Meniscus tears

Good morning,

ICD 10 question --- does anyone have any information or guidelines on how
to code for meniscus tears?

There are three different sections for these tears and I just need
clarification on how to use them. Please see the below questions.

1.Traumatic current injury; example S83.239A---*What is considered current?
If the injury happened one or more years ago but patient comes in now for
treatment of it, would it be appropriate to bill with the S-Code traumatic?
How many days or months is considered current?*

2.Derangement due to old tear or injury; example M23.200* ---What is
considered old? When would you use this code?*

3.Degenerative; example M23.300-* is this for degenerative tears?*

*Any help is greatly appreciated.*

Thanks in advance,

*Barbara Butler, CPC, CGSC*
Certified Coder
Fox Valley Orthopaedic Institute
2525 Kaneville Road Geneva, IL 60134
Direct (630) 524-0144 | Main (630) 584-1400


  • edited May 2017
    Hi Barbara,

    Here is a story we had 2 years ago in the Orthopedic Coder’s Pink Sheet. Perhaps it will help:

    Document acute or chronic for appropriate meniscal tear coding in I-9, I-10
    by: Laura Evans, CPC
    Published May 1, 2015
    Last Reviewed Apr 24, 2015
    You will need to query the surgeon on whether meniscus tears are acute or chronic if you find yourself in the common situation where that information is not specified in the documentation.

    That’s according to two official ICD-10 resources: The ICD-10-CM Official Guidelines for coding and Reporting and the AHA ICD-10 Coding Clinic. The guidelines instruct you to refer to codes from Chapter 13 (Diseases of the musculoskeletal system and connective tissue [M00-M99]) when:

    * the condition is the result of a healed injury or
    * it’s a chronic or recurrent injury.
    In ICD-9, those situations were referred to as old meniscal tears (Category 717). In ICD-10, you’re referred to internal derangement of knee (M23), where you’ll select the specific code depending on the type of tear and the site.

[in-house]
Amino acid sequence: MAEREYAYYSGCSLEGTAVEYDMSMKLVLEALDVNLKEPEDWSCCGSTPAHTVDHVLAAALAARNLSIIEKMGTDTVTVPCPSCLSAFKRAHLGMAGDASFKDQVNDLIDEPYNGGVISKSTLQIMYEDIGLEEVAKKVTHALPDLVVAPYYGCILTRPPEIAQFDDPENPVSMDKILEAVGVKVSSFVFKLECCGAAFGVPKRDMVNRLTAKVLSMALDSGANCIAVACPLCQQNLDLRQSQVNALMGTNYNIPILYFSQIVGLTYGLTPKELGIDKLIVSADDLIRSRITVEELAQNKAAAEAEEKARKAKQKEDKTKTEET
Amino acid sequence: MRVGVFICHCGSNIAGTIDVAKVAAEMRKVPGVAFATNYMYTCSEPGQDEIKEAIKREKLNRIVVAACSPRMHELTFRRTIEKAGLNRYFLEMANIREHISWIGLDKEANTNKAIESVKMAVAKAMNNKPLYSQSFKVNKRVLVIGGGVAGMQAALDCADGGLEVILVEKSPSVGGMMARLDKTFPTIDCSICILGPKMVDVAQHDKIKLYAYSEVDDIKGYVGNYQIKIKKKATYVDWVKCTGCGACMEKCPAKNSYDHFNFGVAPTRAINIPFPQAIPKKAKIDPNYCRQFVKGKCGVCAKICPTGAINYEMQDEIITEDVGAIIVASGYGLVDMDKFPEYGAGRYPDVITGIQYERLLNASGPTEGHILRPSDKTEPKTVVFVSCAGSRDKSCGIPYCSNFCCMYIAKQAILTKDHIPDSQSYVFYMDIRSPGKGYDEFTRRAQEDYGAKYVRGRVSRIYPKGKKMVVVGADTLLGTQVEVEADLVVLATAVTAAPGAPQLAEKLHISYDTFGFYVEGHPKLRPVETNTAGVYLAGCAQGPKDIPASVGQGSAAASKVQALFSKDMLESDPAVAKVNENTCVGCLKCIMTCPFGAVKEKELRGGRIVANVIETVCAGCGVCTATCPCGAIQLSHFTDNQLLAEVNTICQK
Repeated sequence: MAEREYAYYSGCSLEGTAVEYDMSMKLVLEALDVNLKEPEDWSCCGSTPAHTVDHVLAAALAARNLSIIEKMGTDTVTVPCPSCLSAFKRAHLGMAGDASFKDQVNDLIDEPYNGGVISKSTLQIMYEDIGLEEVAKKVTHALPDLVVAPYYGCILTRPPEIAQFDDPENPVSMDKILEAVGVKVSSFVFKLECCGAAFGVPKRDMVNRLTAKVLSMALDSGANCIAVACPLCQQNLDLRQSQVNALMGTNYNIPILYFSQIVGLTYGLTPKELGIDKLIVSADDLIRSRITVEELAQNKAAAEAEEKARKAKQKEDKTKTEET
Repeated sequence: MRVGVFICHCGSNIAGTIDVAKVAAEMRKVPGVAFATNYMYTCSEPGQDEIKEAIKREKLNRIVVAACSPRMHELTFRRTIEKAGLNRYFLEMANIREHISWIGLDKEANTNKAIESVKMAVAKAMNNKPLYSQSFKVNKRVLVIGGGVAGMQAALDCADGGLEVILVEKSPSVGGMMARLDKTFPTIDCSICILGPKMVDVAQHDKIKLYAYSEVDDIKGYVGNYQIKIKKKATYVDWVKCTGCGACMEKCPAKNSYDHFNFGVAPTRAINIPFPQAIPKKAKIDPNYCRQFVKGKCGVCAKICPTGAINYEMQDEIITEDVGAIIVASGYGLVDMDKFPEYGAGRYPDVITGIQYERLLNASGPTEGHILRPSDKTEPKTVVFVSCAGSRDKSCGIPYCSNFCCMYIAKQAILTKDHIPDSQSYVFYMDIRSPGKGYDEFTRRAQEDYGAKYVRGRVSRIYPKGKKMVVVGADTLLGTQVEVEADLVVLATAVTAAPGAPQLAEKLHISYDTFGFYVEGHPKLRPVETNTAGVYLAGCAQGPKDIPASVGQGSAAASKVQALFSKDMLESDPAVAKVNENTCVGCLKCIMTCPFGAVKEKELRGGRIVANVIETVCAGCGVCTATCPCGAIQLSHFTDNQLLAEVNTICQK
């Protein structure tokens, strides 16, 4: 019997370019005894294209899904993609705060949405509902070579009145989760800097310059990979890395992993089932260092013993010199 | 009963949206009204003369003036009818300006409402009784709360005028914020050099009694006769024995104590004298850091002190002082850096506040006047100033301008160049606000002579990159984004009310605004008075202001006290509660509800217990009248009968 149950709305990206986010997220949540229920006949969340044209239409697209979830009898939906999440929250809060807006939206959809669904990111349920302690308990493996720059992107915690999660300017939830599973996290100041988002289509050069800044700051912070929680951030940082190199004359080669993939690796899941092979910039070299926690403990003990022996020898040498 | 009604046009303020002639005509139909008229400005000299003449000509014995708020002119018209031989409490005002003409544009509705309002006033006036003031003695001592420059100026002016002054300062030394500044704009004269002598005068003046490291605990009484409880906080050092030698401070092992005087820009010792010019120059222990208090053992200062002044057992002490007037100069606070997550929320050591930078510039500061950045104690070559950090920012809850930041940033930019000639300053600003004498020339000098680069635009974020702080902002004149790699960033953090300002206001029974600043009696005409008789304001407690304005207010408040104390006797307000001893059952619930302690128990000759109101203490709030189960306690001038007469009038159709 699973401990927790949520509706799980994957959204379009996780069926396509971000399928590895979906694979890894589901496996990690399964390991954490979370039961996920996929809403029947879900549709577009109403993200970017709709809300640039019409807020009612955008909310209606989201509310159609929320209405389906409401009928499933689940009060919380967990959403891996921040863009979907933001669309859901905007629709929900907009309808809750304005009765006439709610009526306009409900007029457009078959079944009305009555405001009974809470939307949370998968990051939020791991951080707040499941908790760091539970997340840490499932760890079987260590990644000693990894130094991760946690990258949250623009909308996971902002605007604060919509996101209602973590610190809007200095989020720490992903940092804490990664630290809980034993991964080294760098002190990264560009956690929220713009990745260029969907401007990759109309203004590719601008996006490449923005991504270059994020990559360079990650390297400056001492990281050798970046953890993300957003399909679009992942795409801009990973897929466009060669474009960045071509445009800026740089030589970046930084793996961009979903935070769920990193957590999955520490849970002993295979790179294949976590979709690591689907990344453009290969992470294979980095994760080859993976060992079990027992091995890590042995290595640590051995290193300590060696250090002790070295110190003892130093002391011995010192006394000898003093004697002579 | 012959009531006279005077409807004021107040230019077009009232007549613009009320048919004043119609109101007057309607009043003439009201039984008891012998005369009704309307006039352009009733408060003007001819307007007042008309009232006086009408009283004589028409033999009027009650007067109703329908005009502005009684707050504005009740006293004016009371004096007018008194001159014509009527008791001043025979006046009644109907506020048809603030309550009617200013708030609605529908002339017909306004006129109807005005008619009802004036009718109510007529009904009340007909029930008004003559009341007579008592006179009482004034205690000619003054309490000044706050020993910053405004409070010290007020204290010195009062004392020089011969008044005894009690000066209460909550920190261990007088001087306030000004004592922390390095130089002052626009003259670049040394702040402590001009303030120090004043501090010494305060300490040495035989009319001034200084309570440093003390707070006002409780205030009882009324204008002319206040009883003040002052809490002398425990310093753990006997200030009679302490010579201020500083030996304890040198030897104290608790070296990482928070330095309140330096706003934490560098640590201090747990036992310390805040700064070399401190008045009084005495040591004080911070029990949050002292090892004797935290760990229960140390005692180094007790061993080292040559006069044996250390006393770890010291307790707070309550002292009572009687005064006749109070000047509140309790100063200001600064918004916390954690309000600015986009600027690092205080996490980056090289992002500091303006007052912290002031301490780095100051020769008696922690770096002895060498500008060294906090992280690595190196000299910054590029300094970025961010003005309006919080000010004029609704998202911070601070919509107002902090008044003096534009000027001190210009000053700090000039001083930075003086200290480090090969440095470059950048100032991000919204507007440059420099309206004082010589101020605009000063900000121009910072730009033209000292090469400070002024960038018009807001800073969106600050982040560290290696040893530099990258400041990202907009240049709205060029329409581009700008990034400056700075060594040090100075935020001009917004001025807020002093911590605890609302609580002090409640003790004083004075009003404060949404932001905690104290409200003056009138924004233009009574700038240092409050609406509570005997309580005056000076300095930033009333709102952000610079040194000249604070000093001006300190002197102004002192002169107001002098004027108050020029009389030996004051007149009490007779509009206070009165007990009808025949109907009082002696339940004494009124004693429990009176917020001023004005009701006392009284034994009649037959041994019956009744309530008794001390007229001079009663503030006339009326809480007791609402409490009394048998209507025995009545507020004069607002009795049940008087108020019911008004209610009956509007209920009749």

For example, “If after query, the physician confirms that the documented posterior horn medial meniscus tear is the result of an old injury, assign from category M23.22x” (Derangement of posterior horn of medial meniscus due to old tear or injury), the AHA Coding Clinic advised. “Or if the physician confirms the tear is a result of degeneration, assign from category M23.32x” (Other meniscus derangements, posterior horn of medial meniscus).

    Code current tears from injury chapter

    For acute or “current” meniscal tears, in ICD-9 you refer to codes 836.0 (Tear of medial cartilage or meniscus of knee, current), 836.1 (Lateral meniscus tear, current) or 836.2 (Other meniscus tear, current).

    In ICD-10, look at codes from Chapter 19 (Injury, poisoning and certain other consequences of external causes [S00-T88]) for any acute injury.

    You’ll find quite a few more codes to choose from under S83.2 (Tear of meniscus, current injury). Select the code based on site and the type of tear and location: for example, S83.23x (Complex tear of medial meniscus, current injury).

    Keep in mind that for the ICD-10 acute injury codes, you must add a seventh character based on whether this is the patient’s initial encounter (A), subsequent encounter (D) or sequela (late effect [S]).

    Default to current injury if not specified

    If not stated one way or the other, code it as a current injury, Coding Clinic instructs.

    Tip: Let your surgeons know that documentation should indicate whether or not a meniscal tear is “current.”

    Some clues that it is a current injury: Documentation shows the injury is “acute on chronic” or the patient has “locked” knee or mechanical issues, points out OCPS technical adviser Margie Scalley Vaught, CPC, CPC-H, CCS-P, ACS-EM, ACS-OR. The reasoning is that now it has become an acute situation — even if there had been a previous chronic injury.

    Laura Evans, CPC
    Orthopedic Coder’s Pink Sheet

    p: 855-225-5341 x6019
  • Thank you.
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